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3 October 2019

Nordic consumers:
​​​​​​​difficult to shop sustainably online


Many consumers in Denmark, Norway and Sweden think that it is difficult to shop sustainably online. Lack of information about production and country of origin is one of the reasons. This appears from a study with more than 1,000 respondents from each of the three Nordic countries conducted by YouGov requested by the software company Bizzkit.

Some of the survey’s most important findings are:

​​​​​​​1. Many consumers, in particular women, say that they lack relevant information in order to be able to make more sustainable choices when shopping online.

2. The consumers prefer longer delivery times rather than increased expenses to obtain more sustainable e-commerce.

3. Many consumers believe that e-commerce is more harmful to the environment that shopping in physical shops.

During the summer, Bizzkit, which is a Danish e-commerce platform, conducted a survey in cooperation with YouGov to learn more about e-commerce and sustainability in Scandinavia. The background is an increased e-commerce and a growing interest in sustainability which poses new challenges for the industry.

- It is evident that many Nordic consumers today feel that they lack the right information to make more sustainable choices when shopping online, says Lars Hedal, CEO of Bizzkit.

The survey shows that 43% of those surveyed find it 'difficult' or 'very difficult' to find information that helps them to shop more sustainably.

More than four out of ten are primarily searching for information about the production of the products to be able to shop more sustainably online. Almost as many, 33%, are looking for information about the product’s country of origin. Almost one third also want information about the use of sustainable packaging.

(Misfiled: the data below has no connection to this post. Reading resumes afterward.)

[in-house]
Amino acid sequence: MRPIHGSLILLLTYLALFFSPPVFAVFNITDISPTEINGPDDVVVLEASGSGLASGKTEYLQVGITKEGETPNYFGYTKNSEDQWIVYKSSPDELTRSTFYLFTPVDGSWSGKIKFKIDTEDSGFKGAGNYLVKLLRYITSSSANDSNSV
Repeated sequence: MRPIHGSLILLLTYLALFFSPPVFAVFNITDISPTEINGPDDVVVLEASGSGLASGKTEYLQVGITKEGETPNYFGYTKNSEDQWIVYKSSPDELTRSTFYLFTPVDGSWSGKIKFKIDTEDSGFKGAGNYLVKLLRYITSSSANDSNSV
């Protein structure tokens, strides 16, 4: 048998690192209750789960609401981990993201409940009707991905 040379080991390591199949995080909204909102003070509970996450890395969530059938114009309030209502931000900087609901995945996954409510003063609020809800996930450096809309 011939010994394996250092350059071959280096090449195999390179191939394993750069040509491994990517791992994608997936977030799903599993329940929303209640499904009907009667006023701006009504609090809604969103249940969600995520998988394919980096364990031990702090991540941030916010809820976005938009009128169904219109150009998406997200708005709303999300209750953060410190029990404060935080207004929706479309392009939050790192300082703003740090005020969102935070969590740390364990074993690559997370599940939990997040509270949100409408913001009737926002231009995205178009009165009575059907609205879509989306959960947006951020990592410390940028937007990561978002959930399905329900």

Rather longer delivery time than increased freight charges

More than one third of the respondents believe that the manufacturers are mainly responsible for ensuring that the consumer can shop more sustainably online. Only one out of five believe that they are primarily responsible for shopping more sustainably online. More women than men think that the manufacturers have the main responsibility (37 and 29% respectively), whereas a larger number of men believe that they carry the responsibility (25% for men and 19% for women).

The respondents also had to answer the question how they would like to contribute to obtain more sustainable e-commerce. More than half (52%) say that they are willing to wait two more days for their products if the deliveries in return are carried out more sustainably.

- We think that it is interesting that more than half of the consumers say that they are ready to wait for the delivery for two more days when we also know that the e-commerce industry today is experiencing that it is becoming an increasingly important competitive parameter to be able to offer delivery on the same day or the next day, says Lars Hedal.

In general, the findings of the survey indicate that the consumers are not willing to pay more in the name of sustainability. More than 50% of those surveyed say that they are not or to a lesser extent willing to pay more for products or freight/return, even though it would have contributed to a more sustainable e-commerce.

However, a little more than one fifth of those surveyed are willing to pay DKK 10 more per product if the packaging is environmentally friendly.

The respondents:
e-commerce is more harmful to the environment

At a Nordic level, four out of ten of those surveyed (in Sweden it is almost half)) say that it is important or very important for them that the places where they shop focus on sustainability – whether it is in a physical shop or online.

In all three countries, it is in particular the women who focus on sustainability. Particularly the Swedish women where as many as 59% respond that it is ‘important’ or ‘very important’ for them that the places where they shop focus on sustainability.

- The survey shows that sustainability plays an increasing larger part for the consumers and that the e-commerce companies have to show how they are working with this. At present, online sales are falling behind compared to the physical shops if we consider what the consumers regard as the most harmful to the environment, says Lars Hedal.

Almost one fourth of those surveyed believe that it is more harmful to the environment to shop online than in physical shops. At the same time, more than one out of five respondents say that they find it easier to shop sustainably in physical shops compared to online.

Nevertheless, only very few of those surveyed will deselect a webshop if it does not live up to their demands for sustainability. More than 70% of those surveyed say that they have ‘never’ or ‘rarely’ deselected a webshop based on this.

For further information

Please contact CEO, Lars Hedal, at
tel. +45 40 25 50 83 or email: hedal@bizzkit.com


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